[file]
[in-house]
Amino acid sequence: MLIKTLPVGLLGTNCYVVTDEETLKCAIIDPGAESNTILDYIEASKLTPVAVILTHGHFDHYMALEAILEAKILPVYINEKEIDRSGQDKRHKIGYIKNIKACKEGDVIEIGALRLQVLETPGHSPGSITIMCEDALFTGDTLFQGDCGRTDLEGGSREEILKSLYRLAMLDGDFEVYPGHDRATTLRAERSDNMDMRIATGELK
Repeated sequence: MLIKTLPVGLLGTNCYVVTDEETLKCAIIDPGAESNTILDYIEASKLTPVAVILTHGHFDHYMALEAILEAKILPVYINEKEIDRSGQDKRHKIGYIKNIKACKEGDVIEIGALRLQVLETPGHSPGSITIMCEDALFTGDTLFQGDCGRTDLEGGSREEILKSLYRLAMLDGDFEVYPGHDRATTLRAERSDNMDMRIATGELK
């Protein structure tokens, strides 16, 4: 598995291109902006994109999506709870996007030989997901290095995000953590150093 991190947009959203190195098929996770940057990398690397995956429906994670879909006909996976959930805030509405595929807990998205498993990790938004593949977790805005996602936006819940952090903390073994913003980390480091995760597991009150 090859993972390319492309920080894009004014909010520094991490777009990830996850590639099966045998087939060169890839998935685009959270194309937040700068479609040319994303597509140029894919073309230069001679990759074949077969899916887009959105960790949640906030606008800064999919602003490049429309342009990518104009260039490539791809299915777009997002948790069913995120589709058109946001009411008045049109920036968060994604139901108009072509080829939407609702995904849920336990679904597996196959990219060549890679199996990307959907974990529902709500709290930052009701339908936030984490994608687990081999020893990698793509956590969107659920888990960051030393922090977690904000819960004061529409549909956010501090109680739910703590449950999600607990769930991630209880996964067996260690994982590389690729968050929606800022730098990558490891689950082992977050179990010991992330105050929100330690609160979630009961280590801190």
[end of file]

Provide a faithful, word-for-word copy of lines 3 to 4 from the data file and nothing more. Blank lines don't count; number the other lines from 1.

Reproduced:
Repeated sequence: MLIKTLPVGLLGTNCYVVTDEETLKCAIIDPGAESNTILDYIEASKLTPVAVILTHGHFDHYMALEAILEAKILPVYINEKEIDRSGQDKRHKIGYIKNIKACKEGDVIEIGALRLQVLETPGHSPGSITIMCEDALFTGDTLFQGDCGRTDLEGGSREEILKSLYRLAMLDGDFEVYPGHDRATTLRAERSDNMDMRIATGELK
């Protein structure tokens, strides 16, 4: 598995291109902006994109999506709870996007030989997901290095995000953590150093 991190947009959203190195098929996770940057990398690397995956429906994670879909006909996976959930805030509405595929807990998205498993990790938004593949977790805005996602936006819940952090903390073994913003980390480091995760597991009150 090859993972390319492309920080894009004014909010520094991490777009990830996850590639099966045998087939060169890839998935685009959270194309937040700068479609040319994303597509140029894919073309230069001679990759074949077969899916887009959105960790949640906030606008800064999919602003490049429309342009990518104009260039490539791809299915777009997002948790069913995120589709058109946001009411008045049109920036968060994604139901108009072509080829939407609702995904849920336990679904597996196959990219060549890679199996990307959907974990529902709500709290930052009701339908936030984490994608687990081999020893990698793509956590969107659920888990960051030393922090977690904000819960004061529409549909956010501090109680739910703590449950999600607990769930991630209880996964067996260690994982590389690729968050929606800022730098990558490891689950082992977050179990010991992330105050929100330690609160979630009961280590801190």